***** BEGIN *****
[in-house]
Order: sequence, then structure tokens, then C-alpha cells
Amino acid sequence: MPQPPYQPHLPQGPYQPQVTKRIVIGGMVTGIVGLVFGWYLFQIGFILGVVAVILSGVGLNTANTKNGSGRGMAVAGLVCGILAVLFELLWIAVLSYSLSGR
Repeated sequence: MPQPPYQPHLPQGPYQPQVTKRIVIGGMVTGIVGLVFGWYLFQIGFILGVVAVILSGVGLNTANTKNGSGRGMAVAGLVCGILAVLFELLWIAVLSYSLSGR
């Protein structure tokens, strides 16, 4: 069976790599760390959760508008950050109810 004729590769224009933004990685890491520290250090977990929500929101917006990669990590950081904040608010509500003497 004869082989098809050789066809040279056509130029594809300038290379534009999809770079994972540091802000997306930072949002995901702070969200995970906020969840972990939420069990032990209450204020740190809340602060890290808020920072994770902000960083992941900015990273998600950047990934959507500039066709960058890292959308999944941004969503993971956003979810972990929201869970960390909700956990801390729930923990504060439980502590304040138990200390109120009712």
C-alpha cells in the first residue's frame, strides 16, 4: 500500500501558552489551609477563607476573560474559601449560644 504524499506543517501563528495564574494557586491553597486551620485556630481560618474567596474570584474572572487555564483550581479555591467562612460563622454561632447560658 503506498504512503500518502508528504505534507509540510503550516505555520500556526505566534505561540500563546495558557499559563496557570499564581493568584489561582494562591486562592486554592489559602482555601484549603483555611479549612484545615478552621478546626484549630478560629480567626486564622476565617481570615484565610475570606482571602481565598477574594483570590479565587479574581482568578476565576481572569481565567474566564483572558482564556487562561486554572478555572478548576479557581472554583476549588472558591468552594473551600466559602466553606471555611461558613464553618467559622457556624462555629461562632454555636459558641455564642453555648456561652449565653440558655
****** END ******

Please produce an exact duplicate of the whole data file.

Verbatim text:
[in-house]
Order: sequence, then structure tokens, then C-alpha cells
Amino acid sequence: MPQPPYQPHLPQGPYQPQVTKRIVIGGMVTGIVGLVFGWYLFQIGFILGVVAVILSGVGLNTANTKNGSGRGMAVAGLVCGILAVLFELLWIAVLSYSLSGR
Repeated sequence: MPQPPYQPHLPQGPYQPQVTKRIVIGGMVTGIVGLVFGWYLFQIGFILGVVAVILSGVGLNTANTKNGSGRGMAVAGLVCGILAVLFELLWIAVLSYSLSGR
């Protein structure tokens, strides 16, 4: 069976790599760390959760508008950050109810 004729590769224009933004990685890491520290250090977990929500929101917006990669990590950081904040608010509500003497 004869082989098809050789066809040279056509130029594809300038290379534009999809770079994972540091802000997306930072949002995901702070969200995970906020969840972990939420069990032990209450204020740190809340602060890290808020920072994770902000960083992941900015990273998600950047990934959507500039066709960058890292959308999944941004969503993971956003979810972990929201869970960390909700956990801390729930923990504060439980502590304040138990200390109120009712």
C-alpha cells in the first residue's frame, strides 16, 4: 500500500501558552489551609477563607476573560474559601449560644 504524499506543517501563528495564574494557586491553597486551620485556630481560618474567596474570584474572572487555564483550581479555591467562612460563622454561632447560658 503506498504512503500518502508528504505534507509540510503550516505555520500556526505566534505561540500563546495558557499559563496557570499564581493568584489561582494562591486562592486554592489559602482555601484549603483555611479549612484545615478552621478546626484549630478560629480567626486564622476565617481570615484565610475570606482571602481565598477574594483570590479565587479574581482568578476565576481572569481565567474566564483572558482564556487562561486554572478555572478548576479557581472554583476549588472558591468552594473551600466559602466553606471555611461558613464553618467559622457556624462555629461562632454555636459558641455564642453555648456561652449565653440558655